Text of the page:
Category Archives: Shakerag Hollow

Log walkers

I’ve had an infrared-triggered camera set up in Shakerag Hollow for the last few months. The camera takes photos of animals as they climb along or walk around the fallen ash tree. The camera takes color pictures during the day, then at night uses an infrared flash that is invisible to animals.

The huge log is quite a highway. Squirrels are by far the most abundant creatures, but others also make appearances.

 

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Pollinators, come get it

Shakerag Hollow continues its tumble through spring. The earliest blossoms are gone and fruits are fattening in their place. So goes the bloom of youth. The later flowers have now stepped forward and are waving for all they’re worth at the motley collection of pollinating bees, wasps, and flies. A few of my favorites:

Hepatica. Most bloomed weeks ago; a few persist.

Hepatica. Most bloomed weeks ago; a few persist.

Larkspur. So violet it makes your eyes hurt.

Larkspur. So violet it makes your eyes hurt.

Wild geranium. A lighter shade of pale?

Wild geranium. Violet calmed.

Spotted Mandarin. Coolest name in the woods.

Spotted Mandarin. Most fabulous name in the woods.

Celandine poppy. The zenith.

Celandine poppy. The zenith. The nonpareil.

Begone umbral winter

The spring equinox has passed, so light has the upper hand now. Darkness creeps away.

The plants in Shakerag Hollow know this and are starting to crack out of their winter shells.

Bloodroot. Waiting, waiting for bees.

Bloodroot. Waiting, waiting for bees.

Spicebush: female flower. These will turn to the bright red drupes so loved by migrant birds. Fast food for autumnal  avian wanderers starts right here.

Spicebush: female flower. These flowers will turn into the bright red drupes so loved by migrant birds. Fast food for autumnal avian wanderers starts right here.

Spicebush: male flower. This species is dioeceous, meaning that each plant is either male or female with, no doubt, a few exceptions.

Spicebush: male flower. Spicebush is dioecious, meaning that each plant is either male or female with, no doubt, a few individuals that break the rules.

Above, the robber baron trees are constrained by their size to delay leafing out. In the delay, a herbaceous and shrubby party below.

Above, the robber baron trees are constrained by their size and must delay leafing out until hard freezes are over. They keep Lent, it seems. The pagans below the canopy live under a different set of rules and hold a weeks-long herbaceous party.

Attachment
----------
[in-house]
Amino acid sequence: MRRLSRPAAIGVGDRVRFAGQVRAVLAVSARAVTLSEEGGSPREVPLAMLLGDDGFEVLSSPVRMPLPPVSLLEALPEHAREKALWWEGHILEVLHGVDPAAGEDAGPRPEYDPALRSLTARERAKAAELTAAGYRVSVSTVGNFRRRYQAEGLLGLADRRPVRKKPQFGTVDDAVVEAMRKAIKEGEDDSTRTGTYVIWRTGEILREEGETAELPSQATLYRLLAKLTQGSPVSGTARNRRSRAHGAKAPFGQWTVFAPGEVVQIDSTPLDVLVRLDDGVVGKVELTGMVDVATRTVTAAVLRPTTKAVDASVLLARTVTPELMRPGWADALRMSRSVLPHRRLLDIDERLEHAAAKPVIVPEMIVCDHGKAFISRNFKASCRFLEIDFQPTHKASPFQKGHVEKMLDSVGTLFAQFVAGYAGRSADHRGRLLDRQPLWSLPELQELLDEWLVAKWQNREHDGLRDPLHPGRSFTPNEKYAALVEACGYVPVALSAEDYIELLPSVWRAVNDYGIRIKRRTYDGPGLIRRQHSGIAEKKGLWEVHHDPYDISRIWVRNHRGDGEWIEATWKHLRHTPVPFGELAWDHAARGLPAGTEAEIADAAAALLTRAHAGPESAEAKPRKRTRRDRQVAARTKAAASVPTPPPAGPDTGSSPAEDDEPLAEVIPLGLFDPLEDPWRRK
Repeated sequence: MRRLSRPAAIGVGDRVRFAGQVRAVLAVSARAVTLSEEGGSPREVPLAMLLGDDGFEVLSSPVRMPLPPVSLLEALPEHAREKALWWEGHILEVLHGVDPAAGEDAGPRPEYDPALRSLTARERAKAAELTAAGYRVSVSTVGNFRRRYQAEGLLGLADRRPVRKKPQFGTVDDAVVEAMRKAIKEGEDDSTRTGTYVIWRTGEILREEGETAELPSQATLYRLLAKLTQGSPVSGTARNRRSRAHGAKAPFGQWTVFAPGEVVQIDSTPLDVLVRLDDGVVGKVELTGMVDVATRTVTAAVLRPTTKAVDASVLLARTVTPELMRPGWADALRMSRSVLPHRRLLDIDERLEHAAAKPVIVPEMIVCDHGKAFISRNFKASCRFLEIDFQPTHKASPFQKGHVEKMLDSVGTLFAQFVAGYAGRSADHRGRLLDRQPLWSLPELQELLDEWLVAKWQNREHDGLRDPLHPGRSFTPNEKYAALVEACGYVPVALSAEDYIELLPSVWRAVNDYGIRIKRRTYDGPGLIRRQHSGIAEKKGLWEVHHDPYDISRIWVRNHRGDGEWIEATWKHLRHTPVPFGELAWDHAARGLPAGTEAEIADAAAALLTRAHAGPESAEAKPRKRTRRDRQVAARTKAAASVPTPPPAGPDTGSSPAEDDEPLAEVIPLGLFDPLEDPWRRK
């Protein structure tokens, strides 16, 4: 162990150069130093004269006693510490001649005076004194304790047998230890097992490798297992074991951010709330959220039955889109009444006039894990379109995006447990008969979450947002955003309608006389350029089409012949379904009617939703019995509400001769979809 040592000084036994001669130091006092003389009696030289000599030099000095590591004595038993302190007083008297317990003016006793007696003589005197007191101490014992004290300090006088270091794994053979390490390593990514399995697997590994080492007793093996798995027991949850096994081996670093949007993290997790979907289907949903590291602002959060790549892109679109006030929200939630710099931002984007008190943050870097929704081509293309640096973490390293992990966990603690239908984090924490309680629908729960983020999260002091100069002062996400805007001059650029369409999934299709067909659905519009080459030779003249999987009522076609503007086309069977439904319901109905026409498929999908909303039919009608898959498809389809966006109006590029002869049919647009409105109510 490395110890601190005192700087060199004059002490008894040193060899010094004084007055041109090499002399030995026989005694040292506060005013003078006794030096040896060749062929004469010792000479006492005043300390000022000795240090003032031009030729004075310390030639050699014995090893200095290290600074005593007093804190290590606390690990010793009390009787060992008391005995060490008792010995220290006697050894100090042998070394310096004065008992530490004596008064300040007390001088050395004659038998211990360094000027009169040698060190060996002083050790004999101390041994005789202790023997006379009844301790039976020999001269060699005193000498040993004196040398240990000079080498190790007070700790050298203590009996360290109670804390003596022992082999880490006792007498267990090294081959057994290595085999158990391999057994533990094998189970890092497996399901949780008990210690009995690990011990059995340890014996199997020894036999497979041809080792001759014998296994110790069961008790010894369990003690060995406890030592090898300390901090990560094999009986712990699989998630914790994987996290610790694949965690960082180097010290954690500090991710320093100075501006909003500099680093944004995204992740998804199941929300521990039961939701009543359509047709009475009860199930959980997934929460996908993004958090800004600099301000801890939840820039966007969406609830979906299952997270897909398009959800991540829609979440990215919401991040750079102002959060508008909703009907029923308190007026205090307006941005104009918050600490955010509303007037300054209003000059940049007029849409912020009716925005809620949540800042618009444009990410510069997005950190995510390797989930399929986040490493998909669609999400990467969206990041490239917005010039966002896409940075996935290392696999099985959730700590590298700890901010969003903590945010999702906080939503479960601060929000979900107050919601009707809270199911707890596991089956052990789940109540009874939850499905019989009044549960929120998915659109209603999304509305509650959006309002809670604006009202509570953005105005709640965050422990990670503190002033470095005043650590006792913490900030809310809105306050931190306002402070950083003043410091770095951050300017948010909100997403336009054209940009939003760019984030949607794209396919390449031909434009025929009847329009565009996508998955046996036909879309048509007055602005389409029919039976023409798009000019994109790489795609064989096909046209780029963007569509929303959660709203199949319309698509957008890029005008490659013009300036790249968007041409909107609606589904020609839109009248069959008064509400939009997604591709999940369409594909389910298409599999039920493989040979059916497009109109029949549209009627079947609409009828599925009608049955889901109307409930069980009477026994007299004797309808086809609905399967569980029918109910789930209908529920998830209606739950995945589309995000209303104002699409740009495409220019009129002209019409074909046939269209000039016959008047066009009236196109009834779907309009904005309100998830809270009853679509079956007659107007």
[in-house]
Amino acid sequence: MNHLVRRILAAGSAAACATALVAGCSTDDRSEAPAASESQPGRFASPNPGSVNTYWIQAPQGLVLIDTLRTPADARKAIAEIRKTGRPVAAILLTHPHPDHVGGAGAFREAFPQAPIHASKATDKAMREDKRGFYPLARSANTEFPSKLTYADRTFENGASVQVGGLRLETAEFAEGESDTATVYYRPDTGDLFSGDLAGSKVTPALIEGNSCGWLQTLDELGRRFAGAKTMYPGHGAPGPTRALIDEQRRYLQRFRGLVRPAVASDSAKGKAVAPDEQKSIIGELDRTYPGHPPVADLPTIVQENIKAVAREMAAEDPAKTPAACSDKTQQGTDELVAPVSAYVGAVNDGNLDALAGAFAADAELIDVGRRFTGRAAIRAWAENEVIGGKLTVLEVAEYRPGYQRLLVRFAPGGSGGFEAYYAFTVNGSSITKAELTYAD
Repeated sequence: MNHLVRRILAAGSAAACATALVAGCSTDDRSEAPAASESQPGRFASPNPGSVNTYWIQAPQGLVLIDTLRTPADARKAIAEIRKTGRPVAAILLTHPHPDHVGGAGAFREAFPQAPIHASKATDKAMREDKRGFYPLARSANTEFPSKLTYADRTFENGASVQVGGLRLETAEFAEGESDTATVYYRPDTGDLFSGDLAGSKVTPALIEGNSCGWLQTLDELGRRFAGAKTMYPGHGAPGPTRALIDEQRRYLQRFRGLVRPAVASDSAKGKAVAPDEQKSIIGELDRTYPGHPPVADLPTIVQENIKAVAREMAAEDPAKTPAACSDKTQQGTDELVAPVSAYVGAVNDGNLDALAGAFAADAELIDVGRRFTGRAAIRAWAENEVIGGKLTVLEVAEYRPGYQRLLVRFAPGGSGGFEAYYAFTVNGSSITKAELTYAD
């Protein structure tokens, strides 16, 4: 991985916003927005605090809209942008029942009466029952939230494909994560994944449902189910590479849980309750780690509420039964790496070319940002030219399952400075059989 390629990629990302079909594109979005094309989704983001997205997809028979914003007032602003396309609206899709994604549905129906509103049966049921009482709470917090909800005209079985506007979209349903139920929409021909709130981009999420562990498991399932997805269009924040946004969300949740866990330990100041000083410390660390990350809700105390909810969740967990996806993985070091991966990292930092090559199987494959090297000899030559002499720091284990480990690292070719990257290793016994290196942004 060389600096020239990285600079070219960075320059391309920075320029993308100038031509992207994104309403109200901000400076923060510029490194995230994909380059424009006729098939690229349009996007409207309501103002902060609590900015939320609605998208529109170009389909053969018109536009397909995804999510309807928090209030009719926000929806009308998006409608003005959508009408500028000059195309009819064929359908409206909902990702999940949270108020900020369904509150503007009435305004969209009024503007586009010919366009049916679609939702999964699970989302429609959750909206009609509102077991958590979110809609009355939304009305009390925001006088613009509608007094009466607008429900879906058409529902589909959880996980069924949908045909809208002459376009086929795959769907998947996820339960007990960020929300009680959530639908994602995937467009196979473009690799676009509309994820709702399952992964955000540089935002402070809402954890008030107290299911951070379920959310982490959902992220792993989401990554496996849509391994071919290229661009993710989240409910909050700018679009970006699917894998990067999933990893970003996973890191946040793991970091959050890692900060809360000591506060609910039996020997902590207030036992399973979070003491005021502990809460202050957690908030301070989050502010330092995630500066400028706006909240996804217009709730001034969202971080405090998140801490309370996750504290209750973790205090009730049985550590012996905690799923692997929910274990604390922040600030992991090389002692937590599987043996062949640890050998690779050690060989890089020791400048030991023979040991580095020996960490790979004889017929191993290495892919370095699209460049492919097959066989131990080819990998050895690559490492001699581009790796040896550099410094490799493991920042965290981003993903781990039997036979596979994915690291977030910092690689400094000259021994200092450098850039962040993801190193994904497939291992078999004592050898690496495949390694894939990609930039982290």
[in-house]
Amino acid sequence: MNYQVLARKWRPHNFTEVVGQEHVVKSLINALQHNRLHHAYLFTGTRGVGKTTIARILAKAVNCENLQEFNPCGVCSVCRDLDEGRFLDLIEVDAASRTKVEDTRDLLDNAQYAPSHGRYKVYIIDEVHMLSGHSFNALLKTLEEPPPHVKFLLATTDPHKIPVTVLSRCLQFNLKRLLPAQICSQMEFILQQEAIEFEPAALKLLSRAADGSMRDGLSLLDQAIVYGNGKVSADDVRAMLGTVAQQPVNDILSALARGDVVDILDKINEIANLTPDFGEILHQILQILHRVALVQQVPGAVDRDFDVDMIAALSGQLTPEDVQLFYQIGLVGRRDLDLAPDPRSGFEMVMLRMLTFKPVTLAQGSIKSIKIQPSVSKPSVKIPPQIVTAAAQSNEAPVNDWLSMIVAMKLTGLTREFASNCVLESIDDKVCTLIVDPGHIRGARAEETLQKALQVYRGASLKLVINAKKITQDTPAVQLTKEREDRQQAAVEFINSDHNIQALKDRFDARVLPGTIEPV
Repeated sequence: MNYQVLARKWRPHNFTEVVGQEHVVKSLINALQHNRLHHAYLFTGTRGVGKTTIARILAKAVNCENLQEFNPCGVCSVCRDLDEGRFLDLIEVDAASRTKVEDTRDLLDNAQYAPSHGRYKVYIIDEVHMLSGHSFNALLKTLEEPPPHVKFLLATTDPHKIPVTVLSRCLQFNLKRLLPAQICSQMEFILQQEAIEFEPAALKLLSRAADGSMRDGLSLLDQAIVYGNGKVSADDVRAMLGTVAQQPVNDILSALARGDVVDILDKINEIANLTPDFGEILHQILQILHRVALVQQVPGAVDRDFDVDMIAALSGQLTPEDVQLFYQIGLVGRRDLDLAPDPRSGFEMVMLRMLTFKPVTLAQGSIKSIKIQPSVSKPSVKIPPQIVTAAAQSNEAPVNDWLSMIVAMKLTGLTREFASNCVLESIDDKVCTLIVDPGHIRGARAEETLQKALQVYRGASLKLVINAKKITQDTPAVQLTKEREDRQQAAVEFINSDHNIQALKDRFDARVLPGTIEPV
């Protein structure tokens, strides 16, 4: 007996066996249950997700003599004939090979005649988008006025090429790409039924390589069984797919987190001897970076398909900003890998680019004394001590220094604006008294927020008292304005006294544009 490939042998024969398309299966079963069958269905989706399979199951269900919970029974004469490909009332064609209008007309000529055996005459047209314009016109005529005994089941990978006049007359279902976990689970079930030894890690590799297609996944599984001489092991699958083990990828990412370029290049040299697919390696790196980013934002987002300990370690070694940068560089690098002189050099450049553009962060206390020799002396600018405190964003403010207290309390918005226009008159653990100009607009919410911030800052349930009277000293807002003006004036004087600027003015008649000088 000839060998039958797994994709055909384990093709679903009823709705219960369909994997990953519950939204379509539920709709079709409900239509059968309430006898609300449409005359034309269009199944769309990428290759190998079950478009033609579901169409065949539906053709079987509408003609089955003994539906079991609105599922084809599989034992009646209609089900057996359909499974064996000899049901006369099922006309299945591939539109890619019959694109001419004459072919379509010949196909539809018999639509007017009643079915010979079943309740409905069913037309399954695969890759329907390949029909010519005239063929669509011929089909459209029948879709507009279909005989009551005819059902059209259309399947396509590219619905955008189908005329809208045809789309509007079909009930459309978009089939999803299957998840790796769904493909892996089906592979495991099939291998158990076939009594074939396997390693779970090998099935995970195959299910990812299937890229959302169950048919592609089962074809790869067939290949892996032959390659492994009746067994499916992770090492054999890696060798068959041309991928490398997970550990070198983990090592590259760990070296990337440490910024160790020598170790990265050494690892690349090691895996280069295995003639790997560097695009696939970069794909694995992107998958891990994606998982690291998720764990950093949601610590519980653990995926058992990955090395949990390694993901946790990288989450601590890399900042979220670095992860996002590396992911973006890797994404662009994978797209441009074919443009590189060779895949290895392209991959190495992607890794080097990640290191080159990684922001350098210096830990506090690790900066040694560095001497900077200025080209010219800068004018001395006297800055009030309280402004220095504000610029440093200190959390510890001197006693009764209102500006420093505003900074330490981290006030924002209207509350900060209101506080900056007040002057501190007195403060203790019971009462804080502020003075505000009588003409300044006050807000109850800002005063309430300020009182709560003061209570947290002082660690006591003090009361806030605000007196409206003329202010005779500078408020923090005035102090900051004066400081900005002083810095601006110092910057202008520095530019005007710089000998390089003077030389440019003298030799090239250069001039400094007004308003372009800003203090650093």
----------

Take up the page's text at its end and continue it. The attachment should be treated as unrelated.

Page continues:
Graupel into beech

Yesterday, on the leading edge of the snow storm, rain turned icy, pelting the woods with interesting nouns-that-should-be-verbs: rime and graupel. This bombardment made for delicious sounds, and not just on the human tongue.

Here is the percussive beat of this snowy ice falling into the marcescent leaves of a young beech (heard best with headphones):

In .wav format:

In case your browser doesn’t like .wav, the same recording, in .mp3 format:

Next morning, Junebug and I had the pleasure of making the first tracks on the snowy trails, listening to the whomp and whisper of the woods.

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Ice flowers in Shakerag Hollow

The temperature dropped to minus five last night (minus twenty for disciples of Anders Celsius), the coldest that I’ve seen in Sewanee. I took a walk in Shakerag Hollow this morning to see how the woods were faring in this unusual chill. I’ve never experienced such silence here. The quiet was punctuated by woodpeckers drilling meager breakfasts from high in the canopy and trees occasionally snapping out gunshot sounds as their wood shattered. No sign of wrens, titmice, chickadees. The forest floor was mostly clear. Only a few deer tracks. Most birds and mammals are in hunker-down mode.

Amazingly, given the cold, the springs were still running. This flowing water created some beautiful ice formations on the rocks all around. When water vapor rises from the stream, it hits cold, dry air. This is an unstable mix, ripe for an encounter with a pointy nucleation site: an icy strand of moss or rock edge. Once they get started, these crystals build on themselves, growing “flowers” from the air. An icy foreshadow of the spring ephemerals? The largest ones are a couple of inches across. Similar formations are found in polar seas and host very unusual communities of bacteria.

So welcome to Tennessee, Polar Vortex. Here are your blooms:

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Red: A ticket outta here (for travelers that have already come a long, long way)